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"It's the scariest game ever made": how game hacker Lance McDonald is uncovering P.T.’s hidden secrets

P.T. is already the scariest game ever made, but one hacker has made it their mission to uncover every last horror the game has to offer.

P.T., which stands for ‘Playable Teaser’, was meant to be a demo for Silent Hills, the Hideo Kojima/Guillermo del Toro/Junji Ito collaboration that Konami ultimately denied us. It was presented to us as a thin sliver of something new and exciting, but in the wake of the game's cancellation it exists instead as a small, haunted, lost object, a glimpse into a larger world that will never exist.

P.T. itself has been erased into the digital ether: you can no longer download it onto your PlayStation 4, and consoles that still contain the demo are coveted.

So it’s no wonder that when Lance McDonald managed to fiddle with P.T.’s files enough to reveal that Lisa is behind you at all times, it went viral. Within a few days, McDonald’s Twitter following had jumped from around 8000 to over 16,000. His initial screenshot received over 16,000 retweets, too, including one from Kojima himself (although sadly there’s been no further contact with Kojima, who presumably has his hands full at the moment).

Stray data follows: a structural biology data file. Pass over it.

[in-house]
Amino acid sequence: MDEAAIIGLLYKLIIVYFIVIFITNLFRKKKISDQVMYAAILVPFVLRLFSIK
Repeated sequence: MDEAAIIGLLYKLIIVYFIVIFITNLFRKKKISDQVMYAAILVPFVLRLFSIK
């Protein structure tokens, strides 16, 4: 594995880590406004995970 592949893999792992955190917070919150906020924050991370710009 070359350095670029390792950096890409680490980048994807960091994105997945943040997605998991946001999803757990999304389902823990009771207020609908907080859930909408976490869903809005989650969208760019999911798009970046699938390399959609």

For my money, though, the video he posted of a camera hack that shows Lisa following the player, head juddering wildly, is far more terrifying.

Last week, McDonald launched the first of three videos he’s planning on making for P.T. onto his main YouTube channel. His channel is focused mostly on hacking into From Software's games: things like introducing free camera controls into Dark Souls 3 to hunt down unseen secrets, discovering bosses that were cut from Bloodborne but left in the game's files, and turning on Sekiro's debug mode (this one he managed, impressively, from review code before the game even released).